Tag Archive | "Fleer"

Bike Spokes and Shoe Boxes – All-Star Edition

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Bike Spokes and Shoe Boxes – All-Star Edition

Posted on 10 July 2012 by Tim Danielson

Welcome to the mid-summer classic, the brief time every season when records, standings and division rivalries are put aside. For a few special days in July both fans and players alike come together for the joy that is the Major League Baseball All-Star game.

MLB’s All-Star weekend provides a tremendous opportunity for collectors. The different activities surrounding the game are all great places for obtaining autographs and collectibles. Even players have admitted to wanting to get autographs from each other.

For as long as there has been an All-Star game, baseball card manufacturers have been making All-Star cards. These All-Star cards have come in different forms and styles. One popular way card companies highlight the annual event is by creating a ‘sub-set’ of All-Star cards in their regular set. These cards are considered base set cards and the set is not complete without them. Often the players are pictured in their All-Star uniforms, but the card will almost always have a special graphic designating them as All-Star cards. Another type of card to collect is All-Star insert cards. These special cards are randomly inserted into packs of regular cards. The inserts can have a different design from the base set cards, and usually have a much smaller print run and are a smaller set then the base set.

This week, Bike Spokes and Shoe Boxes will look at some different All-Star cards of my favorite player from the 1980’s and early 1990’s.

1982 Perma Graphics AS – From 1981 to 1983, Perma Graphics worked with Topps to produce these credit card sized cards actually made of plastic.


1984 Topps Glossy Send-in AS – These cards were obtained by sending in Topps card wrappers.

1985 Topps AS – Actually part of the base set, this sub-set features players from both the American and National League squads.


1986 Fleer AS – An early insert card, the Rickey Henderson card from this 12 card set is actually an un-corrected error card and has his name miss-spelled on the back.

1987 Topps Glossy AS – Another early inert card featuring 22 players each form the American and National Leagues.


1992 Upper Deck FanFest – A 54 card set commemorating past present and future All-Stars of the game. There is a much rarer Gold Foil version. I have both, no, I am not a stalker.


1993 Topps Finest – The first super premium card set produced with higher quality, better photographs and a limited print run. This card is part of the base set. The ‘refractor” parallels of this set are still some of the most soft after cards today.

American League or National League fan, an easy way to start collecting and enjoy the sport more is with All-Star cards.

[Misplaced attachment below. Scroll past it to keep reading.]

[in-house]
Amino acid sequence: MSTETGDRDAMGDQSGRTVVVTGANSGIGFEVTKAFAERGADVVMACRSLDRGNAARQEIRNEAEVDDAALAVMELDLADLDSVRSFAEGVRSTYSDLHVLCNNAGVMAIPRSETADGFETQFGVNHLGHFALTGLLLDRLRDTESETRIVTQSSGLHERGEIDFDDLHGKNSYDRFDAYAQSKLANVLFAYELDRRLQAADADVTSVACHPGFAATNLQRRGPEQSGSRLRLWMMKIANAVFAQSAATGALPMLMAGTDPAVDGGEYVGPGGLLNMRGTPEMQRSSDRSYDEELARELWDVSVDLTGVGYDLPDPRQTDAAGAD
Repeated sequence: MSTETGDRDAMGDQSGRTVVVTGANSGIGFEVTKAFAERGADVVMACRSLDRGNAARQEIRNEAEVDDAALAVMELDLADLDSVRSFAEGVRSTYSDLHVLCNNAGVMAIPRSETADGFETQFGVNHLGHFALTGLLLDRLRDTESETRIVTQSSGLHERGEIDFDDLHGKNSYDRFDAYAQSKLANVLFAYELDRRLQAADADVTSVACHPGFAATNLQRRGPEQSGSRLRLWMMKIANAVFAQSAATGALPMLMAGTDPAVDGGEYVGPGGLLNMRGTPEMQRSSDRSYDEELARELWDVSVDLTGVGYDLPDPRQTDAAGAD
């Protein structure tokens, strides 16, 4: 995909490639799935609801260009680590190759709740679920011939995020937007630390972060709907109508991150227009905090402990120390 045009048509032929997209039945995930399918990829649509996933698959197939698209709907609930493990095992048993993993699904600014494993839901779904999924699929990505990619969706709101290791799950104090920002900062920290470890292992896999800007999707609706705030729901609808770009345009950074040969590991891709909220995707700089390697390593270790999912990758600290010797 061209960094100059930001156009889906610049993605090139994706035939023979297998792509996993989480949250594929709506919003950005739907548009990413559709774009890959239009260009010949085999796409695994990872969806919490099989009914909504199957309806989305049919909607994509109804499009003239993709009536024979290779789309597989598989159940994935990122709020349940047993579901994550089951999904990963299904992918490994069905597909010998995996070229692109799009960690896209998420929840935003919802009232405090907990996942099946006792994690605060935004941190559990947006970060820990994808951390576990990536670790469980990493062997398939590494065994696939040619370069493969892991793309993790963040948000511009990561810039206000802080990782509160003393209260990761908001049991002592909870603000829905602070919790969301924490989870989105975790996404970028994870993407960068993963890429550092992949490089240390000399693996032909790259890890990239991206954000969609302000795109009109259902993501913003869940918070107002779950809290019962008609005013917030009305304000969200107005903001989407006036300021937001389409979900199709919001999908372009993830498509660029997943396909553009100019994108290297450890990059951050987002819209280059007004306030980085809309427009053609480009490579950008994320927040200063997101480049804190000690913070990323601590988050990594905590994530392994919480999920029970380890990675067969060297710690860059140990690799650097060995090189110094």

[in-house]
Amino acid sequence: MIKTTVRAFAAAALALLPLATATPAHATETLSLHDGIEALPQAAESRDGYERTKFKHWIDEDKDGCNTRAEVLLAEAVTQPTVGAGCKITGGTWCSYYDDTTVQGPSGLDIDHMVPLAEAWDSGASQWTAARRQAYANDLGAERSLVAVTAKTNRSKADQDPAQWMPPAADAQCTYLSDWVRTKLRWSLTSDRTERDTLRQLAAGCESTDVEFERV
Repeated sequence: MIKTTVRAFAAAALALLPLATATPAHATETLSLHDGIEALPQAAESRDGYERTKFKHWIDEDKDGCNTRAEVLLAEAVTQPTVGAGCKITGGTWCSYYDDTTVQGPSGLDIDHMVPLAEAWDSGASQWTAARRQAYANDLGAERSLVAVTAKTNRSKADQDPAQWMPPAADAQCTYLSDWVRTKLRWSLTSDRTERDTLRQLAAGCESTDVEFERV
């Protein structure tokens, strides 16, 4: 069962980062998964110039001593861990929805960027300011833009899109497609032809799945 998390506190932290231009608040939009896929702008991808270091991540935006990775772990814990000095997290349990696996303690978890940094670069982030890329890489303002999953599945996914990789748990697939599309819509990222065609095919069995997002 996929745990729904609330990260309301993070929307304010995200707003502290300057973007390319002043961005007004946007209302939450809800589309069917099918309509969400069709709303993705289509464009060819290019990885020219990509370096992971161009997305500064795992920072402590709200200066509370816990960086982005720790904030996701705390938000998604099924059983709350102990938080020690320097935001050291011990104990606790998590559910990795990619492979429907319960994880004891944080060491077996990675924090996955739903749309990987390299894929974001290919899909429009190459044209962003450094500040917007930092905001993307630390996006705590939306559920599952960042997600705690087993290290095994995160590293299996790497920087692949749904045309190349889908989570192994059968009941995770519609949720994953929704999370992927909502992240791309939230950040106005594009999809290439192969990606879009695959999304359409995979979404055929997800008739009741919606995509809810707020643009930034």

Until next week, keep collecting, collect for the joy of the hobby and collect for the fan in all of us.

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Bike Spokes and Shoe Boxes – Fourth of July cards

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Bike Spokes and Shoe Boxes – Fourth of July cards

Posted on 04 July 2012 by Tim Danielson

While it is certainly possible to research what games have been played on the 4th of July, it is much harder to verify what photos for baseball cards were taken at those games. I decided to take a different approach and look for cards that were patriotic in theme. There has to be a reason why we have the phrase “as American as Baseball and mom’s apple pie,” right?

I was a little surprised to find how few patriotic cards I had, or least knew about. There are a lot of cards that have stars or banners on them. These are mostly All-Star cards or insert cards. This is not an exhaustive list by any means. However, I hope you enjoy Bike Spokes And Shoe Boxes visual addition to the 4th of July.



1997 Bowman Chrome International Refractor – Sean Casey

2002 Fleer base – Sean Casey
This is the back of card, the front has red and blue stripes, but the flag is more noticeable on the back. Plus I think it interesting that Sean Casey was born on July 2nd.

2002 Studio Base – Rickey Henderson
Both Fleer and Studio went with the flag theme for their 2002 releases as a tribute of sorts after the World Trade Center attack in 2001.

Other patriotic cards that I can think of include any Team USA cards and USA National Team from the 2009 and 2009 World Baseball Classic, any Year Bowman International parallel cards, or Team USA Olympic cards. The World baseball Classic cards have a graphic of the United States flag on them. If you have any cards that are patriotic please post them here to share and show your pride in the good ‘ole U.S of A.

Until next week, keep collecting, collect for the joy of the hobby and collect for the fan in all of us.


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Oops! Errors in baseball cards – Alex Gordon

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Oops! Errors in baseball cards – Alex Gordon

Posted on 15 March 2012 by Trish Vignola

Alex Gordon’s rookie card was the hottest in all of baseball. It sold for as much as $2,550. Here’s my first question. Who is Alex Gordon?

Is he the Second Coming of George Brett? Did I miss that on the ESPN ticker? If he is, please don’t tell George Brett. I don’t think he’ll take it well. Gordon has a lifetime batting average of .262 for the Kansas City Royals. Why are people paying couture handbag pricing for a piece of cardboard?